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We are using SQL 2008 Transactional replication to replicate data from our production database to our reporting database.

We recently created a new 'Global' database that we would like to have replicated to our various production databases around the world. The number of tables in this database is small (less than 30) and the maximum number of rows in any given table might be a couple thousand. We would not be adding tables and data to this Global database very often.

Our DBA said that the "fixed overhead of replication is disproportional to the amount of data that would be actually replicated". I know a little about transactional replication but not enough to refute this argument. Is there really a great deal of 'fixed overhead' with replication, such that if we're not replicating much data, there is still significant resource usage?

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This is an ideal question for DBA.Stackexchange. – JNK Oct 12 '11 at 15:02
@JNK - Great suggestion. Thank you. – Hosea146 Oct 12 '11 at 15:06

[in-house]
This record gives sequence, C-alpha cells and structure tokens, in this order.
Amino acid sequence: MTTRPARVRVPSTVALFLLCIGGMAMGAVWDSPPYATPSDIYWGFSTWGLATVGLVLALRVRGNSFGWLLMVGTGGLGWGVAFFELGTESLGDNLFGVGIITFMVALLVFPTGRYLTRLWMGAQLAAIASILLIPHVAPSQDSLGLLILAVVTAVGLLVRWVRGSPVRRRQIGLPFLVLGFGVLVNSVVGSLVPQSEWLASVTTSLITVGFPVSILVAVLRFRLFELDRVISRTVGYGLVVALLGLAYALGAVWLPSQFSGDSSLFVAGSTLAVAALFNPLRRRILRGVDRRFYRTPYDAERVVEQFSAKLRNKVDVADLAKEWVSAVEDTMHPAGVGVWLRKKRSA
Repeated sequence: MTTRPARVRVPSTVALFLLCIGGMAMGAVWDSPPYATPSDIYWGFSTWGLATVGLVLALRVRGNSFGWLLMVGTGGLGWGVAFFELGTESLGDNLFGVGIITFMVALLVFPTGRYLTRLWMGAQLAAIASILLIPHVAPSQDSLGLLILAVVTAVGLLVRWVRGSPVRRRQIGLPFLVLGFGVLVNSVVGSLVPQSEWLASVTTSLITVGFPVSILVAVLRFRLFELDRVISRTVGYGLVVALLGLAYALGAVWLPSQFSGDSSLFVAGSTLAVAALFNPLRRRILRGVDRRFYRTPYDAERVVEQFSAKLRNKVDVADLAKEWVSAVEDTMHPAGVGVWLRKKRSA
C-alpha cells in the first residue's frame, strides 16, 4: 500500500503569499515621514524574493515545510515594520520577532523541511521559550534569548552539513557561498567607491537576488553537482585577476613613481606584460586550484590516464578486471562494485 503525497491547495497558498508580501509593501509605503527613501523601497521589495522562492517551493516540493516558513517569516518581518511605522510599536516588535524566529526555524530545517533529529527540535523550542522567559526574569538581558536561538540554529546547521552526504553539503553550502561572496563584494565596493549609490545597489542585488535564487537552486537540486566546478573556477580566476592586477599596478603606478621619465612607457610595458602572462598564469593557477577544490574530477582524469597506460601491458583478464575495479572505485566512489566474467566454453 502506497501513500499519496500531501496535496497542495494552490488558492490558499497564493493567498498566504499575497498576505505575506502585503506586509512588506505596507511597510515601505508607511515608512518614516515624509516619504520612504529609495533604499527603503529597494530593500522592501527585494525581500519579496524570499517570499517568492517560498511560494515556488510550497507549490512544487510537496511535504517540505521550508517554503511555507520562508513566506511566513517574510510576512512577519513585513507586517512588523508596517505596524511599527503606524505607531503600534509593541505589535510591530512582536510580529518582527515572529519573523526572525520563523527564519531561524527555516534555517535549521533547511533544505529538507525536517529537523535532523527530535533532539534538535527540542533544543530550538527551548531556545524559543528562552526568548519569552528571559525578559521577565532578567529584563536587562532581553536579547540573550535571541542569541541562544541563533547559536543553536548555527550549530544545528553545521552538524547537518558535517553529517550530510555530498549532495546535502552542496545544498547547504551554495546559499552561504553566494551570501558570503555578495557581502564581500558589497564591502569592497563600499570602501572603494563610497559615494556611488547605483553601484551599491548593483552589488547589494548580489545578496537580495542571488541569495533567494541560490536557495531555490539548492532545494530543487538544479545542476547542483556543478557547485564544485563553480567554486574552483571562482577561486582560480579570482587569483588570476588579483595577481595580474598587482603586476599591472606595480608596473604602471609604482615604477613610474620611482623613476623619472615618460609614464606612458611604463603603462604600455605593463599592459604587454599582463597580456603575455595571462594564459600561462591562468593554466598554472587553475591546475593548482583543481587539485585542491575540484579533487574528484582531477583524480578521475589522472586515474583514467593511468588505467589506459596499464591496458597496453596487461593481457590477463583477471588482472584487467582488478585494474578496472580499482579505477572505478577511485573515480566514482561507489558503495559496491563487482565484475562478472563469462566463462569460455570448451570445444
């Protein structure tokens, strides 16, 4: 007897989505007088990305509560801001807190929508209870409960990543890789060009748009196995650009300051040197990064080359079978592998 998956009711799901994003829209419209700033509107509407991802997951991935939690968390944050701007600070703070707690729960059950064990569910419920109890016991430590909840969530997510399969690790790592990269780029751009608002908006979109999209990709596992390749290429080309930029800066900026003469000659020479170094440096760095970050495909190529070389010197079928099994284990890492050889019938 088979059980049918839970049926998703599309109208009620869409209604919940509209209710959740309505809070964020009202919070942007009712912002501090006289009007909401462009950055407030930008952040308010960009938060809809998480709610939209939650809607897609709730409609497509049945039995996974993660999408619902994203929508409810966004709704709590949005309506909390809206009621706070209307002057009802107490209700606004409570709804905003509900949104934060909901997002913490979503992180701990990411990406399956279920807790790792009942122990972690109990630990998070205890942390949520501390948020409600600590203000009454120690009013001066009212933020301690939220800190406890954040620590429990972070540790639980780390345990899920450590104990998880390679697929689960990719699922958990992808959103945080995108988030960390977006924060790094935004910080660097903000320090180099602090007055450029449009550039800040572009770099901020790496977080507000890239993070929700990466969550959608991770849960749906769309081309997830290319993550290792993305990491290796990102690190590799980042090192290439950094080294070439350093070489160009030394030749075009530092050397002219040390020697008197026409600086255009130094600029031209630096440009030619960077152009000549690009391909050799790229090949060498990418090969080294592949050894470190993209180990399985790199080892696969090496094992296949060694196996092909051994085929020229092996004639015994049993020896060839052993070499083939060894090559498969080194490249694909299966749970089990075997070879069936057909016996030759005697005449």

up vote 0 down vote accepted
  • DBA response is very generic. You need to question him further
  • If you had enabled replication you can check replication related counters to see the performance (
  • DBA need to be specific of overhead he is referring (Is it CPU usage / Database size growth ?), How he is calculating what he is arriving at
  • What is your subscription method (push or pull ?). pull subscriptions perform much better than push subscriptions in a WAN scenario
  • By temporarily Disabling Replication Related SQL Agent Job what is SQL Server performance

Few more good resources

  • Determine Transactional Replication workload to help resolve data latency (
  • SQL Server Replication Explorer (
  • Customized Alerts for SQL Server Transactional Replication (
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